delivered by Khalid Mahmood, DNV-GL
18th October - 9.30am – 10.15am
Khalid is an environmental engineer and chemist who use to work for TUV SUD.
The Hong Kong convention of 2009 came in to force to change the way in which ships were dismantled particularly on the Asian subcontinent. Processes were highly dangerous and environmentally unsound.
The EU did not wait for the Hong Kong convention but developed its own requirements on member states to recycle appropriately :
DNV-GL operate an advisory service producing an Inventory of Hazardous Materials (IHM)
This is not about the ship's structure but about - asbestos, ozone depleting substances, radioactive materials, PCBs, heavy metals
All new EU ships must carry an IHM and all ships coming to EU ports after 2020 must carry
Also all ships flying an EU flag must be scrapped within EU yards or have government approval to scrap elsewhere after stringent port checks.
These IHM are of interest to Banks, Insurers, Brokers and owners - they can assist in valuing vessels as well as ensuring contents and components are known prior to resale or end of life.
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Decommissioning of Offshore Wind Installations
delivered by Gillian Smith, DNV-GL
27th September 9.30am – 10.15am
In the last two years, the first few offshore wind projects have been dismantled and others are approaching the end of their design lives. In contrast the decommissioning activities of the offshore oil and gas sector began over 30 years ago and a large body of experience and specialised techniques has been developed and continues to evolve. With care, the offshore wind sector can benefit greatly from this extensive experience, whilst keeping aware of distinct differences between the two sectors. This paper describes decommissioning techniques available at present, lessons learned that are transferable from the oil and gas sector, and some potential future developments.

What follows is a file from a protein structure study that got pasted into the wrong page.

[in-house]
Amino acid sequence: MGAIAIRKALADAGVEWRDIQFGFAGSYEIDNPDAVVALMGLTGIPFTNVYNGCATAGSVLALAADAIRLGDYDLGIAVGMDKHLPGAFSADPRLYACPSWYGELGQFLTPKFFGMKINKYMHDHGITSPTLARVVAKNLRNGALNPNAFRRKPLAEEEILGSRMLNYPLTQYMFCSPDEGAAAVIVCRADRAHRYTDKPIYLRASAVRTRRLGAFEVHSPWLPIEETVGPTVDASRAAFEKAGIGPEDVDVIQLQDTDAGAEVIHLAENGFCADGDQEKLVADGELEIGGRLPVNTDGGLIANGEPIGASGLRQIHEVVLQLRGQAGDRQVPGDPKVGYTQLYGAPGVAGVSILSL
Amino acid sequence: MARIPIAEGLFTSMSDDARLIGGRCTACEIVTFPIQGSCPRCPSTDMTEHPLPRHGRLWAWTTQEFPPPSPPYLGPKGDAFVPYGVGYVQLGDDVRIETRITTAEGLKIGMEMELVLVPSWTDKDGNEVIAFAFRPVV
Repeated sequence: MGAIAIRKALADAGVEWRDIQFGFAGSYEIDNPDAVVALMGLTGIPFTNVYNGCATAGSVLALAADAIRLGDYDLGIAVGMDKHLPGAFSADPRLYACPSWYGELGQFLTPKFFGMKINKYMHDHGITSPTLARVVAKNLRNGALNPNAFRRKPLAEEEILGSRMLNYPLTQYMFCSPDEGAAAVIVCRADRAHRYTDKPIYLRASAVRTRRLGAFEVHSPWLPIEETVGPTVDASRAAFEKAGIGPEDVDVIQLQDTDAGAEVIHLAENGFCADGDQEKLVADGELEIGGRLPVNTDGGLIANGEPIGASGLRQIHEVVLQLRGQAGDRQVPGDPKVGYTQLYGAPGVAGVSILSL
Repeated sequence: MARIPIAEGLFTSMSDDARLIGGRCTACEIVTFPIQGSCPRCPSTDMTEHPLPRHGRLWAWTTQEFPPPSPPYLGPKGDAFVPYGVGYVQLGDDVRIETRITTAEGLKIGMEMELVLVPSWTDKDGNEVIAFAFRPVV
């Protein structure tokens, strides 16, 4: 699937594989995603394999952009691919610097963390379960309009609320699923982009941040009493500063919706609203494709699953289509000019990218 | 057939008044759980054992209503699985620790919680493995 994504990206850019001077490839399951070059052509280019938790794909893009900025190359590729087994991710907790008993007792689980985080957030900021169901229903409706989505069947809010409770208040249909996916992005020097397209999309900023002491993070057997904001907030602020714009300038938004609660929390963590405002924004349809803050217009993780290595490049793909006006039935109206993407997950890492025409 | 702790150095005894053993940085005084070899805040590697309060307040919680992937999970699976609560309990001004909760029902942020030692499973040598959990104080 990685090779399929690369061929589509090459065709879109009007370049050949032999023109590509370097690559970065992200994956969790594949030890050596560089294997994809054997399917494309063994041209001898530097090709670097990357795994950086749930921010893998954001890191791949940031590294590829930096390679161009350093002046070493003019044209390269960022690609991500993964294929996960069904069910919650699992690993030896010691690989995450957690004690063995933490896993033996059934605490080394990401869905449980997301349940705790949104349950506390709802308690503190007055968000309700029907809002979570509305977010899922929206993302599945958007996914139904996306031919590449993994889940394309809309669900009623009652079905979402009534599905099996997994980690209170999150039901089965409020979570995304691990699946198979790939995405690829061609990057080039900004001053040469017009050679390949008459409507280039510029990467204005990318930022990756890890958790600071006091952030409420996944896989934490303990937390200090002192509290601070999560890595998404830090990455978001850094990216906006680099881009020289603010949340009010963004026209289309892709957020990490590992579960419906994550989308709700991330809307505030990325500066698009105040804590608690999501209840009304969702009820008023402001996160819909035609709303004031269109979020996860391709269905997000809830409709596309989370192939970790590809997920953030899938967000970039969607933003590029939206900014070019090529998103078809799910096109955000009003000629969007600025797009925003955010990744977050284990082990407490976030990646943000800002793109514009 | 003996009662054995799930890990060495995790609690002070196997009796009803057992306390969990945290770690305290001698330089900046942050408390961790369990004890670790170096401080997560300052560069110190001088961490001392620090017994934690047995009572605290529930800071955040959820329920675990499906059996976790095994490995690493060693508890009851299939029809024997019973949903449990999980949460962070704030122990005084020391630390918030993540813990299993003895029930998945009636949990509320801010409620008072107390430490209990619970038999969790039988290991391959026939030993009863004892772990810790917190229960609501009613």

The volume of offshore wind decommissioning will ramp up slowly, mirroring the build rate, with turbine sizes and site conditions becoming more challenging. By 2035 it is estimated that 2 GW will be decommissioned each year, representing 500 turbines. The main techniques transferable from oil and gas decommissioning are in sub-sea cutting methods.
The main difference is the much higher share of cost in O&G decommissioning related to well-plugging, cleaning and safe dismantling of the topside given the greater risk of pollution; in contrast, offshore wind decommissioning essentially comprises marine removal operations.
Key lessons are the need to design for decommissioning and to keep meticulous records throughout the life of a project. Looking ahead, likely developments are identified in methods for foundation removal, re-use and recycling, onshore infrastructure and clarifications on the extent that components may be left in place.
At the end of 2016, there were approximately 3,600 offshore wind turbines in Europe providing 13 GW capacity , compared with just 60 MW capacity in 2000. In the last two years, several early projects have already been decommissioned, for example Yttre Stengrund, Lely, Hooksiel and Vindeby.
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